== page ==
Most of us won’t experience what the disciples did that day, that being taken possession of by the Spirit that might make people really say, “What are you, drunk?” But that doesn’t mean we shouldn’t exhibit the same characteristics of that new wine. Beyond the speaking in different languages, what made them new wine? Well, basically, it is the difference of how they acted before and after Pentecost. Remember how they began right after the crucifixion? Locked away in an upper room, afraid. Now, they are acting fearlessly. Before, they were timid, running away in the face of threat. Now, they are acting boldly. Before, they were huddled together for safety. Now, each goes his own way to spread the good news wherever God sends them. Yes, it was this fearless, bold, action that made them new wine, and that can make us new wine too, if we respond to the Holy Spirit.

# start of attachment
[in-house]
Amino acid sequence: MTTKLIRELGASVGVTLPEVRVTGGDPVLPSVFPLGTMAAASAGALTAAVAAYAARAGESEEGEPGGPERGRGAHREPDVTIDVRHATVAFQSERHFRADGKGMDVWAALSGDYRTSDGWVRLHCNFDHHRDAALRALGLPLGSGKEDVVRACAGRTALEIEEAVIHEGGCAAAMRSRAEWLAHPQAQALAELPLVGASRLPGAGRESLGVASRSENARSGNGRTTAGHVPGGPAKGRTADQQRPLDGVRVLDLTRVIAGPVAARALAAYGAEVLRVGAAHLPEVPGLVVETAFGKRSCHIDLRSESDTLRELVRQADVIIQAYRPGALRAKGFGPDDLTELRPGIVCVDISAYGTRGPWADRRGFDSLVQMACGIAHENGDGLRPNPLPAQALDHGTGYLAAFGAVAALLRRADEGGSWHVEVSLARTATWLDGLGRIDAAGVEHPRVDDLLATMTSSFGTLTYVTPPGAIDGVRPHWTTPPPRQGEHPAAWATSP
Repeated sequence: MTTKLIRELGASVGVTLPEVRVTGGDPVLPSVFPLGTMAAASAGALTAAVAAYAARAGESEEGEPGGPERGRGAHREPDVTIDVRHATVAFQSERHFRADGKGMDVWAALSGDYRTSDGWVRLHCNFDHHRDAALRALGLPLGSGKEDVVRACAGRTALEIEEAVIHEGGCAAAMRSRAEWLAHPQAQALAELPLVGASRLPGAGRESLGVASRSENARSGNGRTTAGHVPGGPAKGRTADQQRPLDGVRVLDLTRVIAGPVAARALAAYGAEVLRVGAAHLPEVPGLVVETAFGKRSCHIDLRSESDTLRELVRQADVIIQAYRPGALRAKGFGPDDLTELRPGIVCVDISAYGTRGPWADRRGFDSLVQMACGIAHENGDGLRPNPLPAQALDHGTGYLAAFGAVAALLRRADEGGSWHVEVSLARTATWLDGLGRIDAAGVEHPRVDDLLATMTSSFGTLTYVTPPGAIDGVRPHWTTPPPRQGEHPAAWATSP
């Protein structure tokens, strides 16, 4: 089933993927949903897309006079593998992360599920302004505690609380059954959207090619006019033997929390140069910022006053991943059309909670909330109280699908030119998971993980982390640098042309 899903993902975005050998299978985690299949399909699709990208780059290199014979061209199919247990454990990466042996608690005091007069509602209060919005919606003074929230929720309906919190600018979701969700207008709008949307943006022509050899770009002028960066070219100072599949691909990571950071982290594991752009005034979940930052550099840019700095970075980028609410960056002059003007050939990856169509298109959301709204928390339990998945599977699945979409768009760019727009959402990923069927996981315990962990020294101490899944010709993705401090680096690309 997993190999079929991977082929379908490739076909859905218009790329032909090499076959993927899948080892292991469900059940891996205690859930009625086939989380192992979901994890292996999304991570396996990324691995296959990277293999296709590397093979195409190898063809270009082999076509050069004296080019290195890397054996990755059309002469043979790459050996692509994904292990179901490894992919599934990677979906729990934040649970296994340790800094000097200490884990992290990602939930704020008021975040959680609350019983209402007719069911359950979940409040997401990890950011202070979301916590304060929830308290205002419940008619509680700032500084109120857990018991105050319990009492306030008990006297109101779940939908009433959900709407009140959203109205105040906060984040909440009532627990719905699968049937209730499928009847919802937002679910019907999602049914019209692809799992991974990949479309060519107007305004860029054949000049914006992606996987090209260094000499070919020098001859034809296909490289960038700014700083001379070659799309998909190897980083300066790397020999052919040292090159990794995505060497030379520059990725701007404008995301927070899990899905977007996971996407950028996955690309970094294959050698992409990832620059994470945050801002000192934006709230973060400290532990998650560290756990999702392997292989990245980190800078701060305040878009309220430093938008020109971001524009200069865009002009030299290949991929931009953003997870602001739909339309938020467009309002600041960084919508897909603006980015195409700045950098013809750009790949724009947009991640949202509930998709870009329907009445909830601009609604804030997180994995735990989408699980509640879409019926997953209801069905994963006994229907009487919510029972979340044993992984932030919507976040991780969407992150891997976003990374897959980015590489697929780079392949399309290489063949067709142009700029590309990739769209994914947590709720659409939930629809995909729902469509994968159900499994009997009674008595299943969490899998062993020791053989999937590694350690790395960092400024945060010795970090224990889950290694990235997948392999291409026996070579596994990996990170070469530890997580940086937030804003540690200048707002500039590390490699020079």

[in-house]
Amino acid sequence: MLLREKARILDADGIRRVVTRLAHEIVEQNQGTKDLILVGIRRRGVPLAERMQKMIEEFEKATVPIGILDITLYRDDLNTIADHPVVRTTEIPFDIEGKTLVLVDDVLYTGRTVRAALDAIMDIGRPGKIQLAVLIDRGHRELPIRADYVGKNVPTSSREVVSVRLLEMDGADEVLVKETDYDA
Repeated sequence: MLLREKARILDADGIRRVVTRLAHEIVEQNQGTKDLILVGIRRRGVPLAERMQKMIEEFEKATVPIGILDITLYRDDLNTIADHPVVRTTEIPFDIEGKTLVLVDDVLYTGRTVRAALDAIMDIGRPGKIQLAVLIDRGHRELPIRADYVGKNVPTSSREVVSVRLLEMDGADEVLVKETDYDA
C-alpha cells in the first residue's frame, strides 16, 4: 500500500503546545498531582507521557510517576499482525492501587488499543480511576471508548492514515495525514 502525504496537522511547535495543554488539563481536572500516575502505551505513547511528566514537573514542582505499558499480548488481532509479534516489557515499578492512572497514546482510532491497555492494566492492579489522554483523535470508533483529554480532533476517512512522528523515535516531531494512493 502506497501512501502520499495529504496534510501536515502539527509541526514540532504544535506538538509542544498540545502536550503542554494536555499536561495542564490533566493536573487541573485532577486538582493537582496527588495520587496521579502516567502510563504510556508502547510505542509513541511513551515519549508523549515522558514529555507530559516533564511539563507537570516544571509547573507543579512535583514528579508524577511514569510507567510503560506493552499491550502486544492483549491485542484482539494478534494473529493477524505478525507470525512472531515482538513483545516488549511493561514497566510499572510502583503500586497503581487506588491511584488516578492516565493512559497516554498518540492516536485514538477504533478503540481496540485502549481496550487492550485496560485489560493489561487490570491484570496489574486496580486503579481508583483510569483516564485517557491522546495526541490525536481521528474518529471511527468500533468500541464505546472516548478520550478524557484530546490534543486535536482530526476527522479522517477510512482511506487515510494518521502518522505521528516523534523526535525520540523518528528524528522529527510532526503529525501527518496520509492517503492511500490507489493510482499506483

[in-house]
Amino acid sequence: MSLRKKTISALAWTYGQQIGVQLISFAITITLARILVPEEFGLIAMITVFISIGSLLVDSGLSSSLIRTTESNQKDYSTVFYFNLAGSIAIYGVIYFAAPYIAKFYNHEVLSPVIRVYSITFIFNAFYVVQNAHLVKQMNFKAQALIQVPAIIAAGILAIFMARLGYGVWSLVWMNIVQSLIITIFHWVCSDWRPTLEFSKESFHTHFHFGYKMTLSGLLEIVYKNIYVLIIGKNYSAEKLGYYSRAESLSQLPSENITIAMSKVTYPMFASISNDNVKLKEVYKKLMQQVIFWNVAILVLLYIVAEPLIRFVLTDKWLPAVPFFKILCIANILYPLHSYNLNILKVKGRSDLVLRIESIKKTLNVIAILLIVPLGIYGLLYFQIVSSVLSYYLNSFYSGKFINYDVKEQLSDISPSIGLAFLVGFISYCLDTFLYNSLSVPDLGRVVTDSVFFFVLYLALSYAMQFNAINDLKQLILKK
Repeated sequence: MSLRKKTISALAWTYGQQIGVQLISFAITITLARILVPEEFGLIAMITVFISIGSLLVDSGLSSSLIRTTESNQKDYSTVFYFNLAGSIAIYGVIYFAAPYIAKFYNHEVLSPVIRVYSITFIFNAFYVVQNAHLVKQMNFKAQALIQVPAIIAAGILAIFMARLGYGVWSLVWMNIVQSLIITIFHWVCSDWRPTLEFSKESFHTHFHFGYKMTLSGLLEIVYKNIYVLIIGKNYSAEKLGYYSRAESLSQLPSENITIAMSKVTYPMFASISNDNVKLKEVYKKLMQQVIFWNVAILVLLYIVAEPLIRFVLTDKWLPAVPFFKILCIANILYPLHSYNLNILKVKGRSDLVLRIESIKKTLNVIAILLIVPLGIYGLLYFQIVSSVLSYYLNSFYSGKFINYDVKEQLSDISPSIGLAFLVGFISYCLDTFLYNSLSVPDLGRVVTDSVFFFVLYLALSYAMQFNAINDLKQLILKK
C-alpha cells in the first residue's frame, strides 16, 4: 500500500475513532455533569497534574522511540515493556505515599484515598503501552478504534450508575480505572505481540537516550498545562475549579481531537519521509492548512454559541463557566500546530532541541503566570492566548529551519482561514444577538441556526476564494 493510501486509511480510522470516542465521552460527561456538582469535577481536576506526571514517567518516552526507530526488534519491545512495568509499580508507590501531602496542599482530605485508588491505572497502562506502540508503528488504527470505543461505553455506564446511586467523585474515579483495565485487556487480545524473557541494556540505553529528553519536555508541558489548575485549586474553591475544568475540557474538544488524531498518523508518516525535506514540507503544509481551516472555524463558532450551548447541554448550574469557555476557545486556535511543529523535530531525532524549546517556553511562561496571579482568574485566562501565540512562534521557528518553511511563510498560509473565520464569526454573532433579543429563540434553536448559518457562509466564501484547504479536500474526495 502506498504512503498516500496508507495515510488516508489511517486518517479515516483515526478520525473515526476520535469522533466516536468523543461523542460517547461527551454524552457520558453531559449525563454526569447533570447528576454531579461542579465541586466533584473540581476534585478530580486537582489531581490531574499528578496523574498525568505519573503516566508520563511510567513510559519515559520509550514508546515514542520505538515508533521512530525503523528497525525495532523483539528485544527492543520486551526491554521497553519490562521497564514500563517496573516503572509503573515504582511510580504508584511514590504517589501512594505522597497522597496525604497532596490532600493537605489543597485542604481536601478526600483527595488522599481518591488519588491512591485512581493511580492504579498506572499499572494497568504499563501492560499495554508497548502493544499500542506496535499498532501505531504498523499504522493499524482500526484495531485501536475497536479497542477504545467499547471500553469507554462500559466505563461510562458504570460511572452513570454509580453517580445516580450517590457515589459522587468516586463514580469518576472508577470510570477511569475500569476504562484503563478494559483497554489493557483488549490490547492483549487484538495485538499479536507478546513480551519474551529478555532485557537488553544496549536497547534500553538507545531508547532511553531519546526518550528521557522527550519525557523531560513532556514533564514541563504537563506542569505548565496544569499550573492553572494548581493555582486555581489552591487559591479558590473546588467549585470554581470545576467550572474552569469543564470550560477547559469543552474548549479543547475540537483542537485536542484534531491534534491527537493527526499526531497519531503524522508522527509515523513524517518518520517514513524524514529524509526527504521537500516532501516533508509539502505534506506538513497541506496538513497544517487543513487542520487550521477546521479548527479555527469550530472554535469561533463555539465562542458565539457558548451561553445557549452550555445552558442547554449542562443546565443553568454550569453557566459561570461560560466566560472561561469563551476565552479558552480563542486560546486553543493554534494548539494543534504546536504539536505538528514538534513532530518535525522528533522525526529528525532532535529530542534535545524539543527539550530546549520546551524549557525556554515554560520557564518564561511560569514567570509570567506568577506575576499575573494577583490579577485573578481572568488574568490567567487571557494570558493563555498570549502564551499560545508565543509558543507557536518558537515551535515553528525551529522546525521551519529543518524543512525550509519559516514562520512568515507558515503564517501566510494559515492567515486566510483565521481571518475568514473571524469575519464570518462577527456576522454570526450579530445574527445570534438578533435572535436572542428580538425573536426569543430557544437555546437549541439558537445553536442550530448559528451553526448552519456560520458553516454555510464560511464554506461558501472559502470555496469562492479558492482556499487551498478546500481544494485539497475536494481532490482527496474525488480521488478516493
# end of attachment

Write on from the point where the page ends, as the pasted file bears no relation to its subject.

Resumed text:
What do you do with new wine? You drink it! The disciples allowed the world to drink them in, and that created a new generation of people the world thought must be drunk, but who were really just more new wine flowing for the following generation. And so it goes until our own times. So go out this afternoon and act drunk! Well, at least be bold, be fearless, and take action on something that matters to the world, something that matters to God. Let yourselves be poured out as new wine, not old vinegar, in the name of Jesus Christ. Amen.

Don't Let Anxiety Kill You

If you wonder about the abrupt ending, please note that parts of Western Rowan County lost Internet service on Sunday near the end of the end of the sermon!

In case you’d like to listen again to the songs we sang, here are YouTube links to them.
Purify My Heart (Refiner’s Fire)
Revelation Song
I Will Change Your Name

Overlooking the Obvious

In case you’d like to listen again to the songs we sang, here are YouTube links to them.
Who Am I
The Steadfast Love of the Lord
Hear Us, O Father

Mark 10:17-31
© Stacey Steck